- they are fast (no fiddling) and can be automated (e.g., in macros, plugins, batch jobs, etc.)
In ImageJ and Fiji, there are so far 16 Global Auto Thresholds and 9 Auto Local Thresholds implemented (by Gabriel Landini). These are very flexible and practical and can be integrated in macros and plugins, and do an excellent job for many intensity based images.
Is there one superior automatic algorithm?
For all of the reasons outlined above, NO! But this is not really a problem. It is akin to asking the question “Is there one superior food?”. As is the case with biological protocols in general, most algorithms are developed serving a specific purpose or solving a specific extraction problem. Thus, performance is relative and depends on the image content and quality, and the intended use of the pattern extracted. This last statement can be understood in terms of a single image from which an experimenter may want to extract overall cell shape in one investigation but nuclear texture in another. Every basic method needs to be tested to determine if any of its implementations do a good job for every single new question to be answered. In this regard, there are many more algorithms published and otherwise being developed, and you might want to think about implementing one in an ImageJ plugin yourself and providing it to the community :-)
Which automatic methods do exist for binarization?
Generally, there are different groups of algorithms for image binarization. (The following classification of methods is taken from Sezgin and Sankur, Survey over image thresholding techniques and quantitative performance evaluation, Journal of Electronic Imaging 13(1), 146–165 (January 2004).)
- Histogram shape-based methods, where, for example, the peaks, valleys and curvatures of the smoothed histogram are analyzed.
- Clustering-based methods, where the gray-level samples are clustered in two parts as background and foreground (object), or alternately are modelled as a mixture of two Gaussians.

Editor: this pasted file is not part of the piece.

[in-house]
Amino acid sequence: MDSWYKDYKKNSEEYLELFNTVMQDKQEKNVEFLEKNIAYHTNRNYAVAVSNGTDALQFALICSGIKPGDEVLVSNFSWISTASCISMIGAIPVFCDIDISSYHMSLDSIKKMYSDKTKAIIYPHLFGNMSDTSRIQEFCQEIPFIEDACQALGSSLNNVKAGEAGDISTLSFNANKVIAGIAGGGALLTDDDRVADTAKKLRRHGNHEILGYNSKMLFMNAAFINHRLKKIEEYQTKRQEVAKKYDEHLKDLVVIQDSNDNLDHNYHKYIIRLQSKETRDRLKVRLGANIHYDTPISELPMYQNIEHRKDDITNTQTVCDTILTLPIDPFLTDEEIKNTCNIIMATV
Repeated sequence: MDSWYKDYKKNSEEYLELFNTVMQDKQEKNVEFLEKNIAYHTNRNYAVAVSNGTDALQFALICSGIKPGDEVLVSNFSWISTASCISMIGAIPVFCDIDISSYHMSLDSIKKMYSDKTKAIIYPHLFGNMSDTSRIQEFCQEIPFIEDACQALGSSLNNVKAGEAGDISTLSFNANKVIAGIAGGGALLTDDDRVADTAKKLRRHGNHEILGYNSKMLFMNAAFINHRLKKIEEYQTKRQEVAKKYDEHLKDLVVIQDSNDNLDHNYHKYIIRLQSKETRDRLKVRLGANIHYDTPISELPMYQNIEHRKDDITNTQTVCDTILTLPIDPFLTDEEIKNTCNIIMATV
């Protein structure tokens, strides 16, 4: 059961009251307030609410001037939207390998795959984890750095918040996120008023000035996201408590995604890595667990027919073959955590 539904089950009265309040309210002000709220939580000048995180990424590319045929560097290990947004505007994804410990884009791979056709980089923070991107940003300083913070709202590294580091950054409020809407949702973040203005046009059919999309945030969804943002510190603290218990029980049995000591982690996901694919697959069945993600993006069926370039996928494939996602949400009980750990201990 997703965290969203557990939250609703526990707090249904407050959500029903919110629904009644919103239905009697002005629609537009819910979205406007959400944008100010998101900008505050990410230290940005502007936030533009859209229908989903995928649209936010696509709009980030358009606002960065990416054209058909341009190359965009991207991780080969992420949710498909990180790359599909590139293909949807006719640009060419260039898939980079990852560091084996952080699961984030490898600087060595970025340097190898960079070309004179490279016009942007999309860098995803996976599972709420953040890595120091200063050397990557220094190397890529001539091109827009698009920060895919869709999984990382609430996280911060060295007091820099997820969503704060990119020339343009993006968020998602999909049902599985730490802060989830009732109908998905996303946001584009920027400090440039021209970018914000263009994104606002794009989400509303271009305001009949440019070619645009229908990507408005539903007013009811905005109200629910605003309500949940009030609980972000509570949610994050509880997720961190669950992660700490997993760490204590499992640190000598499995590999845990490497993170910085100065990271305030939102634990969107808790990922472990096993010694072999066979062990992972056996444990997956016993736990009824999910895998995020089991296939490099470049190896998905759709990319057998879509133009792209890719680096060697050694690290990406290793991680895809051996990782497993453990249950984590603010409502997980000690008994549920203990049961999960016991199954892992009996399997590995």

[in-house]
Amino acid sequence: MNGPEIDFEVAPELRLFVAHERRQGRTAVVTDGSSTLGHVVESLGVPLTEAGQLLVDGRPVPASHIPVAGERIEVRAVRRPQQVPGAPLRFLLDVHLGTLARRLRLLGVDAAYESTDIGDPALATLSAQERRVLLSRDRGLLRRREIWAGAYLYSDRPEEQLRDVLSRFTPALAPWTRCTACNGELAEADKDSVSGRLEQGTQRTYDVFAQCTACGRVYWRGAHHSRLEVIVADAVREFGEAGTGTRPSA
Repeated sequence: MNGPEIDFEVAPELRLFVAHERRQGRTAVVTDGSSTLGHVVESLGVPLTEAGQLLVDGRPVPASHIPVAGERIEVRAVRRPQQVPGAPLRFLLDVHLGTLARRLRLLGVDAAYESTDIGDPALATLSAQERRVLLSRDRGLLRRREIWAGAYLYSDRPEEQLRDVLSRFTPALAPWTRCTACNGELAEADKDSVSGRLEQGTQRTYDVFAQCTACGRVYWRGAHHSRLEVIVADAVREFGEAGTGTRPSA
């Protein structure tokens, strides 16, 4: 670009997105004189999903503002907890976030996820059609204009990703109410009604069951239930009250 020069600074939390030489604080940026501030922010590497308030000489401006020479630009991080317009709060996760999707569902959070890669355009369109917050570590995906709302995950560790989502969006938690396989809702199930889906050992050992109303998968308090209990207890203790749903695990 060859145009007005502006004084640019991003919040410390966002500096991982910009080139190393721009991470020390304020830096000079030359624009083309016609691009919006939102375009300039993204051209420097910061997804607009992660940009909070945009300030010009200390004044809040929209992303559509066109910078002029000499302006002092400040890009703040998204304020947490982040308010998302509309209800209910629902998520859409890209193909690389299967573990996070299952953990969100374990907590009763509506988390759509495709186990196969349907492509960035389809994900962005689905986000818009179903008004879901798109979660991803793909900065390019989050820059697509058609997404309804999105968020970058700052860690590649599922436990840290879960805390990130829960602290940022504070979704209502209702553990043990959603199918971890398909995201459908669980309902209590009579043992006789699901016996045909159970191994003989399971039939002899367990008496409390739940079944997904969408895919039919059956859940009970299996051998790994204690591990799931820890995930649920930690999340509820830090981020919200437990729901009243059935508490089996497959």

- Entropy-based methods result in algorithms that use the entropy of the foreground and background regions, the cross-entropy between the original and binarized image, etc.
- Object attribute-based methods search a measure of similarity between the gray-level and the binarized images, such as fuzzy shape similarity, edge coincidence, etc.
- The spatial methods use higher-order probability distribution and/or correlation between pixels
- Local methods adapt the threshold value on each pixel to the local image characteristics.
This list might not be comprehensive but gives a good idea about the extensive possibilities available.
What else is critical during binarization and further object analysis?
It is indispensable that during imaging the field of view be equally lit, and that this is checked and adjusted if necessary. Besides other disadvantages (e.g., no reliable intensity measurements), unequal lighting profoundly influences the outcome of thresholding methods, especially global ones. Furthermore, a higher signal-to-noise ratio, in e.g., fluorescence based images, will positively influence extraction by thresholding.
Since the basis of any cut-off value during thresholding is pixel values, any change in those after image acquisition will also influence the final binarization result. Thus, the user needs to apply wisely methods that adjust brightness and contrast or any image filters, to not degrade but instead enhance the features of interest, fostering the binarization process. It may not be feasible to apply the same process to all images. In general, all pre-processing should be quantitated and recorded to ensure work is reproducible.